Tom Peters on the dull old days / life before “disruption”

“It is the conceit of every age to say that we live in confusing times compared to the placid age the prior generation experienced.”

Henry Mintzberg

While we’re on the topic of perpetual and accelerating change, here’s a helpful reminder from Tom Peters:

I like to laugh at myself as I huff and puff and proclaim these to be times of unprecedented exponential change. I love Henry Mintzberg’s wonderful line, “It is the conceit of every age to say that we live in confusing times compared to the placid age the prior generation experienced.”

Madness is the watchword of 2018, but my mom, Evelyn Peters, 1909–2005, lived through rather turbulent times as well:

The Model T, cell phones, satellites, TV, TV dinners, microwave ovens, jets, the Great Depression, Ty Cobb, Babe Ruth, Derek Jeter, the civil rights movement, gay pride, women’s suffrage, Gandhi, Oklahoma and New Mexico and Arizona and Hawaii and Alaska become states, Churchill, World War I, World War II, the Holocaust, the A-bomb, the H-bomb, the Korean War, the Vietnam War, the Iraq War, 9/11, the Cold War, the disintegration of the USSR, William Howard Taft (just missed Teddy Roosevelt!), FDR, Ronald Reagan, mainframe computers, PCs, the iPod, the Internet, air-conditioning, Weedwackers, Mickey Mouse, Frank Sinatra, Elvis, the Beatles, Madonna, Nancy Drew, the first five Harry Potter books, antibiotics, MRIs, polio vaccine, genetic mapping, man on the moon, more or less permanent space station. (But, alas, she didn’t live long enough to see the Cubs win another World Series or to take a selfie.)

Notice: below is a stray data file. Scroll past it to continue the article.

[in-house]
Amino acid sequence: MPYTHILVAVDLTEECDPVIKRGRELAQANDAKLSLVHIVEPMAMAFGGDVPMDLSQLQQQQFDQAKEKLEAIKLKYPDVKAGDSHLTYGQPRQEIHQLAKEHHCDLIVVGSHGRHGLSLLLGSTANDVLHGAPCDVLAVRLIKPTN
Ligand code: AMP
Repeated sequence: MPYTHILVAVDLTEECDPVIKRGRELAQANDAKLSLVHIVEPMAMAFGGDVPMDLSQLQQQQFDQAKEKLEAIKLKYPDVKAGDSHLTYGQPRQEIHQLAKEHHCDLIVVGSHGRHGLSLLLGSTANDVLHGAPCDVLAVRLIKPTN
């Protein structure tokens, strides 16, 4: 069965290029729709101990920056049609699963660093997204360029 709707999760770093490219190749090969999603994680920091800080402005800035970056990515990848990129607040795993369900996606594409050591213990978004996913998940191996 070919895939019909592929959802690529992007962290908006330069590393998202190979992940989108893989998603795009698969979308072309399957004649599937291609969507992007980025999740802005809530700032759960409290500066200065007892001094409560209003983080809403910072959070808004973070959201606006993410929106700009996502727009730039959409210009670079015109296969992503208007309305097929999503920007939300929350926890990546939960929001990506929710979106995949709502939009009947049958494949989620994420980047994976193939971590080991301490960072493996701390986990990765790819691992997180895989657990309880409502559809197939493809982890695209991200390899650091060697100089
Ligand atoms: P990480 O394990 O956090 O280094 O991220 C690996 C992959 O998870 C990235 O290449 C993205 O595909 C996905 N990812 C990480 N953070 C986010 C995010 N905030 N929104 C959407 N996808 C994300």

I will not retract a word in this chapter on madcap change, but I will acknowledge that we are not the first to experience a ceaseless string of immodest disruptions. Your call, but I’d stack the madness of my mom’s ninety-five years with what’s on the plate today.

Tom PetersThe Excellence Dividend

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